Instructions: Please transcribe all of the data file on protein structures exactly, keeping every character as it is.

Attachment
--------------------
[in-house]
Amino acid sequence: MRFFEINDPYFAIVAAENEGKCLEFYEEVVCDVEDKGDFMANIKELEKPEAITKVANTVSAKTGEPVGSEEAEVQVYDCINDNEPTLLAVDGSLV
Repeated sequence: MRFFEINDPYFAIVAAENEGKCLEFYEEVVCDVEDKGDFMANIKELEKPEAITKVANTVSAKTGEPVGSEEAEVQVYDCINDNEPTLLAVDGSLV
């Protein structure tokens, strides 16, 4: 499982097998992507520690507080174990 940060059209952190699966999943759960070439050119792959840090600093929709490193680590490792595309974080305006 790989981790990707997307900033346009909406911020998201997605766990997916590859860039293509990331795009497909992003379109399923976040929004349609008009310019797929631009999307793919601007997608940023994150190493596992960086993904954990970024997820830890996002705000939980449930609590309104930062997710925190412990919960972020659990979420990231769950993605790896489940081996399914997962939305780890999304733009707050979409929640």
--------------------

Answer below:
[in-house]
Amino acid sequence: MRFFEINDPYFAIVAAENEGKCLEFYEEVVCDVEDKGDFMANIKELEKPEAITKVANTVSAKTGEPVGSEEAEVQVYDCINDNEPTLLAVDGSLV
Repeated sequence: MRFFEINDPYFAIVAAENEGKCLEFYEEVVCDVEDKGDFMANIKELEKPEAITKVANTVSAKTGEPVGSEEAEVQVYDCINDNEPTLLAVDGSLV
């Protein structure tokens, strides 16, 4: 499982097998992507520690507080174990 940060059209952190699966999943759960070439050119792959840090600093929709490193680590490792595309974080305006 790989981790990707997307900033346009909406911020998201997605766990997916590859860039293509990331795009497909992003379109399923976040929004349609008009310019797929631009999307793919601007997608940023994150190493596992960086993904954990970024997820830890996002705000939980449930609590309104930062997710925190412990919960972020659990979420990231769950993605790896489940081996399914997962939305780890999304733009707050979409929640």